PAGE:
In the series : “Chinese Nudes”, LiFang devoted herself to the transformation of the challenging antics of her compatriot and henchman artist, Ai Weiwei.
Independently of the artistic characteristics of his work, it’s not unusual to see in Ai Weiwei’s
original nudephotographs, an intense desire to provoke and seek the attention of the chinese central cuthority, as would a defying student.
Could he have seen “Zero for Conduct” by Jean Vigo? Probably not. He still continues to take creative risks on this earth...We know the story.
On the other hand, LiFang has seen Cezanne and all the others, observed them from a far
distance. Nothing could have stopped her from coming to Paris and study closely the artists who influenced her when she lived there.
Does it make it a wise decision?
With her “Chinese Nudes”, LiFang considerably changes the game. Such as an Erik Satie’s “Gnossienne” facilitating a reconciliation between Cezanne and Picasso, LiFang comes to term with the Photographic work, created in phases, like a meticulously crafted passage of an Orchestra (In this case, the work of Ai Weiwei) through her painting.
She transcends a real fact; the painting transcribes real life, to immortalise it through a few strokes of a paint brush. Because the artist is not dutiful, she chose to tackle a meaningful piece: Ai Weiwei and his supporters! To make Cezanne like exposed bodies, the politically incorrect self-portraits, in a way, it’s like taking a step back to measure the difference between the discordance of the situations and the necessary befall within the real.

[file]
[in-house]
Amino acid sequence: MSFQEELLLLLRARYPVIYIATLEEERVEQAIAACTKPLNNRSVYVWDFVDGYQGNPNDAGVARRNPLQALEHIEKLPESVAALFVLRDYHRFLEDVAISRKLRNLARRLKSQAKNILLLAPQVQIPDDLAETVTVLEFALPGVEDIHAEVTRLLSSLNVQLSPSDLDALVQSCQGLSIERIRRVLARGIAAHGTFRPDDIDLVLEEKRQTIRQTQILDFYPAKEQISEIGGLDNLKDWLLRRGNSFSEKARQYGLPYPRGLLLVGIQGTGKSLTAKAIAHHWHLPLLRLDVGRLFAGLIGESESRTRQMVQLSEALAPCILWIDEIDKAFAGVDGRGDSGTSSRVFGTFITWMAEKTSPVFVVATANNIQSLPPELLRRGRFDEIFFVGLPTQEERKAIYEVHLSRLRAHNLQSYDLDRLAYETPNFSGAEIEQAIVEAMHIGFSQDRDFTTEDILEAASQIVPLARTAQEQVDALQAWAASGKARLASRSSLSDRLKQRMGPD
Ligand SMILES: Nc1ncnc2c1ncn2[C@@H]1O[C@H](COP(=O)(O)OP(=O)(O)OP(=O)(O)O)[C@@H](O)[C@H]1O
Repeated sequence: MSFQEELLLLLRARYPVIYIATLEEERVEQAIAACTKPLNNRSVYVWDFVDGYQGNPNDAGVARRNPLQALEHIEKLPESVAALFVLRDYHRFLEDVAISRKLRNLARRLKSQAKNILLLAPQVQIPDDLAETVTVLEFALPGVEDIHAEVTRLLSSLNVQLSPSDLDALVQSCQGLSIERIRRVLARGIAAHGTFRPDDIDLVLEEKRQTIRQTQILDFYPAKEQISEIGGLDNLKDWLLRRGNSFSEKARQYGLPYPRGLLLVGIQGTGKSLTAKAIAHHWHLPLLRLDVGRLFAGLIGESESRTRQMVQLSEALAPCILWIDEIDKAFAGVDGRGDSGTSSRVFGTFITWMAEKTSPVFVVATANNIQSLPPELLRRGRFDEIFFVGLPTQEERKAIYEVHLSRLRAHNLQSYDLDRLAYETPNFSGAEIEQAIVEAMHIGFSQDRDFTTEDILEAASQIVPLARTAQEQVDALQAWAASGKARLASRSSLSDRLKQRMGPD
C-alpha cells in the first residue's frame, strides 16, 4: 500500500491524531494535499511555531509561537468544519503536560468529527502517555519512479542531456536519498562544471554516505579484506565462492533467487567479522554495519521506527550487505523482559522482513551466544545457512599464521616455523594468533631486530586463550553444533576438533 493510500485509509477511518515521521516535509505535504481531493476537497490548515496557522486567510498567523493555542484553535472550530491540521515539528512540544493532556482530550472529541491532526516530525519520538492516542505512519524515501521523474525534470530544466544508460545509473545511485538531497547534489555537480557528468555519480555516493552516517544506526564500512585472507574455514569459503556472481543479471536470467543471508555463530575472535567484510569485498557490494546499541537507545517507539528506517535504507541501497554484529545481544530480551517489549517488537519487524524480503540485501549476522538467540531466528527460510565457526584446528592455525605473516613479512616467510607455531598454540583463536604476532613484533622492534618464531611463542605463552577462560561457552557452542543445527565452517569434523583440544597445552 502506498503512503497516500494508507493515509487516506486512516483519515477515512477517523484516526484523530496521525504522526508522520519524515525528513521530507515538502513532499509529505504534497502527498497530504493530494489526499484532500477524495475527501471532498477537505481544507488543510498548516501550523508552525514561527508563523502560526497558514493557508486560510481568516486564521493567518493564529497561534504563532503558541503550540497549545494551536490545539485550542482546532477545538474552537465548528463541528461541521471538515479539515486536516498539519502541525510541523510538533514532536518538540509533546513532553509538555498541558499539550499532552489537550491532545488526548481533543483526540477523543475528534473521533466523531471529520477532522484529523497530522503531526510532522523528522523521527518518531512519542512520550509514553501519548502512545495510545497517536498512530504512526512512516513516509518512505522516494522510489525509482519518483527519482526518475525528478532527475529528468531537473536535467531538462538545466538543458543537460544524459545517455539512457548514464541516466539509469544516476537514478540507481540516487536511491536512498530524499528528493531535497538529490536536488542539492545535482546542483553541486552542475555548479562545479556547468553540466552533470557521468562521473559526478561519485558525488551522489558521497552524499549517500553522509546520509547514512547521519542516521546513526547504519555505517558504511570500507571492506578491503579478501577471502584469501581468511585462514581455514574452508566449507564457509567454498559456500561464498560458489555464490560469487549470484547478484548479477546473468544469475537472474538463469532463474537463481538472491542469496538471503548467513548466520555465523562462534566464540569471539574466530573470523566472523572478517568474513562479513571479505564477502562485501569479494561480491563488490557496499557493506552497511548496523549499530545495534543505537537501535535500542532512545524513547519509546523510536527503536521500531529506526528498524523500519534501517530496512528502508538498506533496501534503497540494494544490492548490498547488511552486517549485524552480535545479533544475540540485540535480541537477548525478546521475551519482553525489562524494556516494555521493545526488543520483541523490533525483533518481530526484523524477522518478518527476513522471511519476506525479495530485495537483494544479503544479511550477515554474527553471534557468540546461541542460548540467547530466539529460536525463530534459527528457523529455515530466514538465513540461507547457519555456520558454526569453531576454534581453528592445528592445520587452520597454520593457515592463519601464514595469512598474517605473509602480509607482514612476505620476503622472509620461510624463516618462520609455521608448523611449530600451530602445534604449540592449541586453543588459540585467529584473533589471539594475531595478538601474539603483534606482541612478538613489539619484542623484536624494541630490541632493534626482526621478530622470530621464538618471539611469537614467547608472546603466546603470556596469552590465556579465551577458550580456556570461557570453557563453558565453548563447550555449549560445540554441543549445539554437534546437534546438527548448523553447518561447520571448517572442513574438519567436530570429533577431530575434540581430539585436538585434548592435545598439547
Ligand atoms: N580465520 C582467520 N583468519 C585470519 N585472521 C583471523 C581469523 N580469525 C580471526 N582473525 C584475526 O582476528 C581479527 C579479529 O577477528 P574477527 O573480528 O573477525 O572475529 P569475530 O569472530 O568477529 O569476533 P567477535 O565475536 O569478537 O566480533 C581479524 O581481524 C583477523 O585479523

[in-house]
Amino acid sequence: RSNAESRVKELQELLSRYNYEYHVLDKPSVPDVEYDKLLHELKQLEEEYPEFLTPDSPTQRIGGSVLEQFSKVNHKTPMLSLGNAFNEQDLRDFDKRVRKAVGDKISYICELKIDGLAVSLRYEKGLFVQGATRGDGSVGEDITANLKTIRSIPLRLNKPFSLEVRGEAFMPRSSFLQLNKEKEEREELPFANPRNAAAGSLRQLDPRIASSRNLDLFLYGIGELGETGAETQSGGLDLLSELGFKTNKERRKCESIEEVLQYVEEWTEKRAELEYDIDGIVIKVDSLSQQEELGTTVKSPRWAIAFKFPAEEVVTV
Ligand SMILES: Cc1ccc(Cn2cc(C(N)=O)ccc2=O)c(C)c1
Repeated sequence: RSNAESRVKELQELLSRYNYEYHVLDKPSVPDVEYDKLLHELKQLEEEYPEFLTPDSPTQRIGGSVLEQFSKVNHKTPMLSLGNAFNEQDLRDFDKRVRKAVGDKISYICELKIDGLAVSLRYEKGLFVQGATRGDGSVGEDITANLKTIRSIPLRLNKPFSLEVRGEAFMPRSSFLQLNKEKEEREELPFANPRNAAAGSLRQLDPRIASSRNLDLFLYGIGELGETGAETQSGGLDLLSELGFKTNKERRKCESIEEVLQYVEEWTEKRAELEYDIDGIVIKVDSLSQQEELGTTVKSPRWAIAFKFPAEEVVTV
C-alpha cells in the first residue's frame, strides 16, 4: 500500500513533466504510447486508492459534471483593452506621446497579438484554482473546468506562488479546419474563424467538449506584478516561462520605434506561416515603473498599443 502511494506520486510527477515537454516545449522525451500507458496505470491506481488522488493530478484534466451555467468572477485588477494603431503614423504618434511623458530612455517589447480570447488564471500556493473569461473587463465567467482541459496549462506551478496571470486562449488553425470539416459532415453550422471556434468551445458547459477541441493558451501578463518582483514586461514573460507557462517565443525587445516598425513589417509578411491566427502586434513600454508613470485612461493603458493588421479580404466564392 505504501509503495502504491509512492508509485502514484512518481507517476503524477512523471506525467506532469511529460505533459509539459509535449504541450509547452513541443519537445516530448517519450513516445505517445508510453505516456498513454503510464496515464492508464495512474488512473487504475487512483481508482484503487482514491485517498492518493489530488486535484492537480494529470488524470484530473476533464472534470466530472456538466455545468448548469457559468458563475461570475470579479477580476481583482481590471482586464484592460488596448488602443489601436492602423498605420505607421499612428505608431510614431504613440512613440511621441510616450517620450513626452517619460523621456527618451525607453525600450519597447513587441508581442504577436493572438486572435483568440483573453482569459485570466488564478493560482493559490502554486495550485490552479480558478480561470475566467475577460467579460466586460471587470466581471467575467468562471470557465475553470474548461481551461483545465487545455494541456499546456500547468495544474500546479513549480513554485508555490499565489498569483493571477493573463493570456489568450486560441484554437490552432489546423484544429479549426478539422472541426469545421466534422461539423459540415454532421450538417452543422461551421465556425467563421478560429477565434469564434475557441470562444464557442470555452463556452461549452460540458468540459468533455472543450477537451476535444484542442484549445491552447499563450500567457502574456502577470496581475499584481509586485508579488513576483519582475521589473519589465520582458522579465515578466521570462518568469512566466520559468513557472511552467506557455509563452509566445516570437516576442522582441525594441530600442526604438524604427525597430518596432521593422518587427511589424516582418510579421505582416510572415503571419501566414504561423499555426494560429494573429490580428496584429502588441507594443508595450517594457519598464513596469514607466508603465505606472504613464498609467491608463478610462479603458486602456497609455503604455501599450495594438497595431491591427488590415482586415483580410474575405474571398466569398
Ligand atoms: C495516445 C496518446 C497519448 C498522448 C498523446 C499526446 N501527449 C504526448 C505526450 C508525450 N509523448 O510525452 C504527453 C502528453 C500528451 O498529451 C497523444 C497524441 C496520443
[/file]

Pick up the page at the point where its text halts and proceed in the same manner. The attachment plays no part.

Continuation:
A reality politicized and loaded with consequences.
It’s allowing oneself to forget the humorous dimension of a mascarade where each play their little part, be able with counter-power, paint with distant and sincerity a page out of the contemporary.
Imagine yourself stuck in the non-existing part of the individual thought and what happens to all those individuals that feed a blog of their own nudity in support of one single man...who is not their leader, simply a free spirit...Impossible from this point of view! Maybe the Western World should react to what is happening on the other side of the globe.
LiFang, through the transparency of a Cezanne’s Neo-Techno, We are pushed to reconnect
our center, to see what still makes painting resists now and always: the necessity to showcase a raw reality, so far from our so called humanism.
Artists honor each other out of courtesy or delusion, but here, it’s about the taste for the sociolo- gic regard of art and the interpretation of the livable history.
Christophe Wlaeminck, Paris.
Translated by Edith Gonsalves, Boston - MA, USA.